Rhianna Pratchett, the writer responsible for the new and improved Lara Croft of the latest Tomb Raider reboot, has spoken out about the representation of gender in video games, and the challenges developers face when creating more diverse characters.
"You've got a situation where female characters do get scrutinized more than male characters do, and in some ways can be seen as holding a banner up for female characters," she told Kill Screen.
"A lot gets heaped on their shoulders. Lara Croft gets a lot more scrutiny than Nathan Drake does, as a female. Nobody talks about how well Nathan Drake is representing men, or male characters in games."
Pratchett also referred to the fear some developers have of more diverse characters, in case those characters were then labelled racist or sexist, and how that has lead to an army of game protagonists in the "Whitey McStubbly" type.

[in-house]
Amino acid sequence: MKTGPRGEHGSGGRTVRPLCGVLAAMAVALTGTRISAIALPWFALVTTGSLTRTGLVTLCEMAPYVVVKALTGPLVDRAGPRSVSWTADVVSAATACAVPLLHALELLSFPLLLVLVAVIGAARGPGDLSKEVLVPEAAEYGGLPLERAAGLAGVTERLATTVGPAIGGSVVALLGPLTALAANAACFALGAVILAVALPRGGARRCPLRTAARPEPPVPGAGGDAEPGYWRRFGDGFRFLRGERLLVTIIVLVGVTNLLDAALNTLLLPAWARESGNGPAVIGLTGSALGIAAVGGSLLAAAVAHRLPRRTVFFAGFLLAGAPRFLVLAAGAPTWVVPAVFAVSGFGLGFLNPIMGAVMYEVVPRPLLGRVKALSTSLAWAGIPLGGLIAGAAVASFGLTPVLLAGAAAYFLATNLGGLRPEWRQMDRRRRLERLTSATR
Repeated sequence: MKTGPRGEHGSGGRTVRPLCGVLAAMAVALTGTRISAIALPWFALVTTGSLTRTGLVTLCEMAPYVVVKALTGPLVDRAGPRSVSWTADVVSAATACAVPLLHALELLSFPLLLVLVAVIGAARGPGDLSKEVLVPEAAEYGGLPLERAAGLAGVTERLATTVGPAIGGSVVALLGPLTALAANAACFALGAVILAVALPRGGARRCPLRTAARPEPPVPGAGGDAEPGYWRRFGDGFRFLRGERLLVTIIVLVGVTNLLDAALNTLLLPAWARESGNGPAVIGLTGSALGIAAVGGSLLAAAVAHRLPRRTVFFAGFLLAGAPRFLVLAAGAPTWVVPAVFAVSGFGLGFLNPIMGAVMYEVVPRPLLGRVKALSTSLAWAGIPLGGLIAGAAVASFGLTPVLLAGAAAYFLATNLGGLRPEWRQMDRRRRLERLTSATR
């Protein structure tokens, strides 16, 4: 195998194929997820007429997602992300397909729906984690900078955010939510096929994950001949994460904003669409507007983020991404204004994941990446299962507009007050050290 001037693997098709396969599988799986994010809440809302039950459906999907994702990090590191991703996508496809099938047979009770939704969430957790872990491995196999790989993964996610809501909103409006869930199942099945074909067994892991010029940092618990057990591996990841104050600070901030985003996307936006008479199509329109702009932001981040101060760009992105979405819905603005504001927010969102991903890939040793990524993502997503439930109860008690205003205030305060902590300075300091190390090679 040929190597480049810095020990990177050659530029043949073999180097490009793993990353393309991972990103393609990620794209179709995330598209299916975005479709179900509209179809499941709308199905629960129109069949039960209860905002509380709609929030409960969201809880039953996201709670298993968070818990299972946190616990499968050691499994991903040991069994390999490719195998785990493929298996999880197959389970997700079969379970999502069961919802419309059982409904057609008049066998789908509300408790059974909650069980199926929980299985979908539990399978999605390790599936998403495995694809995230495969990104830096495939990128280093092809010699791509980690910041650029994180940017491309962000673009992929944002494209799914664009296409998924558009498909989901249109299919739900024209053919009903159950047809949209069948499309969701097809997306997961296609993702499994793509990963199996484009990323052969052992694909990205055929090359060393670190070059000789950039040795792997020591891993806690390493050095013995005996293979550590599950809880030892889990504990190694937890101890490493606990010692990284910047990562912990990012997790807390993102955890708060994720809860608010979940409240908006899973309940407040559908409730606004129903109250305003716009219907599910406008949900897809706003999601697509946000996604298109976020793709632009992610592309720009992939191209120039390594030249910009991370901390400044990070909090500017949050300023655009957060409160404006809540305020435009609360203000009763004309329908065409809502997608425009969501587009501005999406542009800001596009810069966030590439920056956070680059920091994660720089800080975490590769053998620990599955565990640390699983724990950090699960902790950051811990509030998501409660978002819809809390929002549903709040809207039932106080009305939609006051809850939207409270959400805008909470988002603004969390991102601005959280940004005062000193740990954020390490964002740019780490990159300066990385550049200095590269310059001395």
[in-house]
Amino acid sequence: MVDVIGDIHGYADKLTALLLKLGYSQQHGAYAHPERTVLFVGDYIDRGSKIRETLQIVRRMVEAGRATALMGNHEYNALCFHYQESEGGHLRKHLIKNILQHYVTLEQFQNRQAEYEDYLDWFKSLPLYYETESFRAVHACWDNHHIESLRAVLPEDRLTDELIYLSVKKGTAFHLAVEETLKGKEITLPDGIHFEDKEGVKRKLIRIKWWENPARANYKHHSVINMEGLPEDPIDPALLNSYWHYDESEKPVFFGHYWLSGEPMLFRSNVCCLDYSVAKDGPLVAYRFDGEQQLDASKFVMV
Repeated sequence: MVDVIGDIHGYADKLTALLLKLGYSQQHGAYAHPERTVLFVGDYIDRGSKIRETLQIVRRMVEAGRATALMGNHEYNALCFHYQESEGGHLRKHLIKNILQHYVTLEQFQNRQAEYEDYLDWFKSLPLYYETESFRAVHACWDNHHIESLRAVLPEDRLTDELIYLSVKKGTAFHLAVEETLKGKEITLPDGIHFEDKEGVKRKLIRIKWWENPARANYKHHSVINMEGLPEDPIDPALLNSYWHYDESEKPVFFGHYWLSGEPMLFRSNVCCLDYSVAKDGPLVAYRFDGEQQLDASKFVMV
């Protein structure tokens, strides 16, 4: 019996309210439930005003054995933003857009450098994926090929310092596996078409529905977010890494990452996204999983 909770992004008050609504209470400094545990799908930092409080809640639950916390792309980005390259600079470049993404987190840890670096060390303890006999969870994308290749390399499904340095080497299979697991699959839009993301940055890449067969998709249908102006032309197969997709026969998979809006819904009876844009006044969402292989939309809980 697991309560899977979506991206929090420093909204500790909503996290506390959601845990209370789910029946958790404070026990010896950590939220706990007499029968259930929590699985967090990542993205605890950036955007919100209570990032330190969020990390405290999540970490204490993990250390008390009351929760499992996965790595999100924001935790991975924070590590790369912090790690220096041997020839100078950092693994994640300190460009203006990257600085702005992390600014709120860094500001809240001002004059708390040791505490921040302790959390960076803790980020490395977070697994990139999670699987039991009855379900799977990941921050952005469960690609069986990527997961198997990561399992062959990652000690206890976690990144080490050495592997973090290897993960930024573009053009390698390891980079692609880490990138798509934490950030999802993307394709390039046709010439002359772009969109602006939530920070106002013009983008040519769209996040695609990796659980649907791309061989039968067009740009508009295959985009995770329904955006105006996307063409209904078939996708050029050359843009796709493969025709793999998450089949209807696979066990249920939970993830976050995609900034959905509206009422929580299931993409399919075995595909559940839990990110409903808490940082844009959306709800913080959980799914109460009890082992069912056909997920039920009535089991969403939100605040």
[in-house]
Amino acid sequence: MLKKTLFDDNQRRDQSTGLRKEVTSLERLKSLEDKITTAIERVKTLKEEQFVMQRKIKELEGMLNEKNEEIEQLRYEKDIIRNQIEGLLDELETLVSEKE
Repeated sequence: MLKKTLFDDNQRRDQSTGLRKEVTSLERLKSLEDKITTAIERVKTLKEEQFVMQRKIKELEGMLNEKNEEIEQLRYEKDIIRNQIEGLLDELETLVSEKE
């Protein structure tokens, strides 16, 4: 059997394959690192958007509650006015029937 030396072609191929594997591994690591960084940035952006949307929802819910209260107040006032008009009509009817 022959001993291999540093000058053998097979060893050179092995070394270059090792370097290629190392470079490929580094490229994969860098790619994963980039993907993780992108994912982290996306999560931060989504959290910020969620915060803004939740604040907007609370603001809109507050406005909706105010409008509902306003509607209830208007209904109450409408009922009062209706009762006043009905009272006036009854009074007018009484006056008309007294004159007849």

"There's just so much to be explored, if we could just be a little bit braver about our characters"
"That's the familiar ground. But it's not an accurate representation of gamers, it's not even an accurate representation of developers," she added.
"Developers themselves are much more diverse than the characters. Whenever anybody talks about a need for more female protagonists I say: 'There's a need for more female protagonists, but there's a need for characters of different ethnicities, ages, sexual orientation, ability, et cetera.' We are very narrow when it comes to our characters."
In the interview Pratchett also discussed the importance of making Lara more female, not just "a male character with boobs," admitted she would have loved to make Lara a gay character and argued that different representations of gender, sexuality, race and even relationships were an important first step for the industry.
"There's just so much to be explored, if we could just be a little bit braver about our characters. Because gamers can take it, I think."
The Tomb Raider reboot was released on March 5 and is currently top of the UK software charts.